A chapbook is a small collection of poetry and/or stories that is generally no more than 40 pages. Often, chapbooks center on a specific theme. Although they can be professionally-bound, they are typically saddle-stitched (like a pamphlet or magazine) and formatted with smaller print-runs in mind.
This is a tutorial for a 24-page booklet (or printer paper folded in half) chapbook made with a relatively simple and accessible list of materials. I am using a Mac computer for this, but a few steps are actually easier with PC software. The paper sizes are merely estimates, so give yourself as much wiggle room as needed.
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8 1/2 in. x 11 in. printer paper (or text paper, 20-30 lb. weight)
12 in. x 18 in. colored paper (or any thick card stock, 60-90 lb. weight) [2 per book]
Needle, awl, or safety pin (for punching holes)
Needle (for binding)
Thread (preferably thicker than sewing thread, but not thicker than embroidery thread)
Bone folder (or the handle of a pair of scissors)
Printer, word processing software, possibly a PDF reader
A thick magazine
Formatting and Printing
To format my chapbook, I relied entirely on the Print Setup window. There are Word templates that make it simple to layout pages in Word, but I find these challenging to customize. For this tutorial, use whatever word processing program you desire and make one "chapbook page" per "word processing page."
Booklet Printing: If you have Adobe Acrobat installed or are using Word in a PC, you may be able to find the printing option for a booklet. In this case, you do not need to reorder the pages of your chapbook or format more than one "page" per sheet of paper; the program will do it for you. If you are not able to choose the booklet option, you will need to reorder the pages (either in your word processing program or in your PDF viewer) and you can skip the following printing steps.
Reordering Pages / Creating Printer Spread: I used an image of a 24-page printer spread from Mayhem Studios (click here for more printer spreads). When you are reorganizing your pages, do so in the order specified or make your own dummy book to determine the printer spread. For my 24-page book, I put my pages in the following order: 24, 1, 2, 23, 22, 3... and so forth. I did so by dragging my pages in the Mac "Preview" application.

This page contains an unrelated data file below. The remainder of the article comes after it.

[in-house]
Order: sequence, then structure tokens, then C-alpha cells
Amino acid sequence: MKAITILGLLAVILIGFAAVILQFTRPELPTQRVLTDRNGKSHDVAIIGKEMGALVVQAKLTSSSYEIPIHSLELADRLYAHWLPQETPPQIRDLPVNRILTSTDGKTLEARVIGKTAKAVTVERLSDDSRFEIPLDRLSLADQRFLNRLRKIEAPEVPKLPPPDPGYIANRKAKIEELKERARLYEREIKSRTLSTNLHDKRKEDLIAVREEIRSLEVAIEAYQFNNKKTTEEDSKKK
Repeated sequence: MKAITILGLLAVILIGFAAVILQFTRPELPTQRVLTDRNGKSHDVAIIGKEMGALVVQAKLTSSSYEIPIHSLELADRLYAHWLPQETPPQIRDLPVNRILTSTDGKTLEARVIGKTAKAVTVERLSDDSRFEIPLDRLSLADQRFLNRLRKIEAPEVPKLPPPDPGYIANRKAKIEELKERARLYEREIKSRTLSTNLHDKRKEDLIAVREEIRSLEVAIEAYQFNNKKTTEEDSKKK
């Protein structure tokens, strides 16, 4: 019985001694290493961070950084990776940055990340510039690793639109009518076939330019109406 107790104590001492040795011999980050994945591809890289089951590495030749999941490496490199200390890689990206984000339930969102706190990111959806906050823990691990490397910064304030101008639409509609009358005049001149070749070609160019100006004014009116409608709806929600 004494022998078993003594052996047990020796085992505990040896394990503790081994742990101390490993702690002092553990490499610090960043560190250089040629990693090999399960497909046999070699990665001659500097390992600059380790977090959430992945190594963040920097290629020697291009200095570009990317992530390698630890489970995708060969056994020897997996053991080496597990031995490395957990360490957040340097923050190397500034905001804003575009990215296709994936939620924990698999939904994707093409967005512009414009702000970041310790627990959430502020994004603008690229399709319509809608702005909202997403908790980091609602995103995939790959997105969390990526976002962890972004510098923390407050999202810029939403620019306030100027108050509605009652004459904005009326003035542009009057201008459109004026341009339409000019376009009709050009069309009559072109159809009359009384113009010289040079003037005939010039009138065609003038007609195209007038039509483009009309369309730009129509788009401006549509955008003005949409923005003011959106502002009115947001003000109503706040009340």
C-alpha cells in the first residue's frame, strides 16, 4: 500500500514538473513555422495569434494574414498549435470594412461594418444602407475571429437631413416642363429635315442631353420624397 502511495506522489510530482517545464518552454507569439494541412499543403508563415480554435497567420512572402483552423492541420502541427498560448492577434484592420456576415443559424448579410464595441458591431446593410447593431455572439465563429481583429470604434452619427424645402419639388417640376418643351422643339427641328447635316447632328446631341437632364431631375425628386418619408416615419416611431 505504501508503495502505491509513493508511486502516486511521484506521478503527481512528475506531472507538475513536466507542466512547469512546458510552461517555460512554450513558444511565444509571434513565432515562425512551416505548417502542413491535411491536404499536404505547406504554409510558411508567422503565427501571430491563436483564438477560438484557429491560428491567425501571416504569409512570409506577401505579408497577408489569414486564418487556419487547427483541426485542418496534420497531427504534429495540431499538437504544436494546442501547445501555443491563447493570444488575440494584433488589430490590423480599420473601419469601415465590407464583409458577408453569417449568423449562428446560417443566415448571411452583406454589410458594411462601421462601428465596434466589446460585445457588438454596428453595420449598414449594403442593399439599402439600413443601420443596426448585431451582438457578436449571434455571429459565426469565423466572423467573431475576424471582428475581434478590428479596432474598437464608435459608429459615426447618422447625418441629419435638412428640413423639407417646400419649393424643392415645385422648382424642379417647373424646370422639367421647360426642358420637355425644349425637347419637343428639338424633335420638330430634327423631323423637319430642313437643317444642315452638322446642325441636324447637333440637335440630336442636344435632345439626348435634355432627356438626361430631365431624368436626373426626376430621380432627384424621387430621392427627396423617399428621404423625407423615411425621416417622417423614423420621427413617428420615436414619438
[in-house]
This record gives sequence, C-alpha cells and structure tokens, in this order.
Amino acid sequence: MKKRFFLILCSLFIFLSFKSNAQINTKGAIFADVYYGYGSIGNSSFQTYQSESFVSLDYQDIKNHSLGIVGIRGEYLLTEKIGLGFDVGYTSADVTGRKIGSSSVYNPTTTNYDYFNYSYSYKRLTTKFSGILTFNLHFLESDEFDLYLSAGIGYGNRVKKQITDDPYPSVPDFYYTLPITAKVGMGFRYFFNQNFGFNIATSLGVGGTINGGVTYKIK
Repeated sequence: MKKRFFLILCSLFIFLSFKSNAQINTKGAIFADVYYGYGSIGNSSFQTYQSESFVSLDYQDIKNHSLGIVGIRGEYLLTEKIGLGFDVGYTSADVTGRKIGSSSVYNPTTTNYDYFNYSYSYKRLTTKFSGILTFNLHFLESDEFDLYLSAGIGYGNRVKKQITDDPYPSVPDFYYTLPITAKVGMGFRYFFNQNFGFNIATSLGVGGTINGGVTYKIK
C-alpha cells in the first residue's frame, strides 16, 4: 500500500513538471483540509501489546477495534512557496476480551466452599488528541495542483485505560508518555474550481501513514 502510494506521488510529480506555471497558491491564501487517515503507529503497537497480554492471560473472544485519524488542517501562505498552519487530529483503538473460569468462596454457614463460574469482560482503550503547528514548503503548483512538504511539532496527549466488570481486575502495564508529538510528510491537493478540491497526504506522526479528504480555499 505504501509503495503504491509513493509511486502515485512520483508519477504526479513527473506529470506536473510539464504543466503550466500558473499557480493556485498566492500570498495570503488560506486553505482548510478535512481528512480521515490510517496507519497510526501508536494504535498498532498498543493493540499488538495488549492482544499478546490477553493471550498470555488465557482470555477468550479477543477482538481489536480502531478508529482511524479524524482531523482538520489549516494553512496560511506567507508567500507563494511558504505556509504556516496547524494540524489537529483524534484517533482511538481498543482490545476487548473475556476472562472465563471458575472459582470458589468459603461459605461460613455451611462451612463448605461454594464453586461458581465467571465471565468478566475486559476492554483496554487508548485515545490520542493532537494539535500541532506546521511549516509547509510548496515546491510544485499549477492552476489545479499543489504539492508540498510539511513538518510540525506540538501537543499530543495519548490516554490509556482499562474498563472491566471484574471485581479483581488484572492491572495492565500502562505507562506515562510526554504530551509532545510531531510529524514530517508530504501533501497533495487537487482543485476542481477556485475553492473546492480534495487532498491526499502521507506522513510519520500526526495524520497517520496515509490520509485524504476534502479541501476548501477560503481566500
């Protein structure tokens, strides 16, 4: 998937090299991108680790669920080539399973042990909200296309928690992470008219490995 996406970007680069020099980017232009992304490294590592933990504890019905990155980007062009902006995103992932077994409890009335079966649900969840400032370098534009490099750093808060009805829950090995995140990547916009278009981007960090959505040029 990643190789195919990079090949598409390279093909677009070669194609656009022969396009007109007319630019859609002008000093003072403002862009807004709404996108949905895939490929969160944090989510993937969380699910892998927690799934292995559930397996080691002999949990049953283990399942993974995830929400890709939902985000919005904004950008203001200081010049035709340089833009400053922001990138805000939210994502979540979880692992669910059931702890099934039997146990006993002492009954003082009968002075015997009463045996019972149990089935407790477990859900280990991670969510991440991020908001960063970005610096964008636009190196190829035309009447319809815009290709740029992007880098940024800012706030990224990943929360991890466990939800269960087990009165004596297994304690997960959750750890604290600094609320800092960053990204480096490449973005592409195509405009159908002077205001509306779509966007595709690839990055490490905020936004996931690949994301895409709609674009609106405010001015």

NO Duplex: Without a duplex printer, you will need to print one side first and then manually flip the paper to print the second side. You will likely need to print a few test pages to determine how your printer feeds and which order the back pages will print. Unfortunately, all printers are a little different.
YES Duplex: If you have a duplex printer, this process will be a bit faster. Your pages are in order, and you are sitting in the Mac "Preview" application ready to print; if you are using a different program, keep these settings in mind while you experiment. The important settings are as follows: choose two-sided, short-edge binding, choose landscape orientation, and print 2 pages per sheet of 8.5 in. x 11 in. paper.
Book Pages: Now that your booklet is printed, let's put it together. Start by folding your book pages in half, keeping in mind that this will not be perfect; the outermost pages have a farther distance to fold around that the innermost pages. Once folded, smooth the fold and make it sharp using a bone folder or the handles of a pair of scissors.
Cover Sheet: Next, cut the colored paper of your choice so that the shortest height is 0.5-1 in. greater than the height of your book. Fold this paper in half hamburger-style and line that fold up with the fold of your book pages. There should be extra colored paper extending beyond the edges of your book; fold this in to create flaps, if you wish. I have about 3 in. flaps on either side of my book cover. Use your bone folder to make these creases sharp.
End Sheet: Do the same thing with your end sheet (can be the same colored paper, a different color, or thinner paper), except cut away any excess on the edges (no flaps). The dark purple is my cover sheet, and I folded it neatly behind the cover flaps. Use your bone folder again.
Punching Holes: Now you should have a cover sheet against the table, an end sheet on top of that, and your book pages opened to the center page on top of that. Open up a thick magazine and place this packet inside, pushing the folded edge against the folded edge of the magazine (this helps add stability and prevents you from stabbing your table later). Mark three holes: one directly at the center, one 1.5 in. from the top, and another 1.5 in. from the bottom. Using your awl or needle, stab through every layer.
Pamphlet Stitch: I've posted a picture of a simple 3-hole pamphlet stitch here, but there are others that might be better for you. You can tie the knot on the outside (in which case, start the stitch on the outside) or you can tie it on the inside like mine (in which case, start on the inside). Tighten any loose spots, and tie with a square knot.
And you're DONE!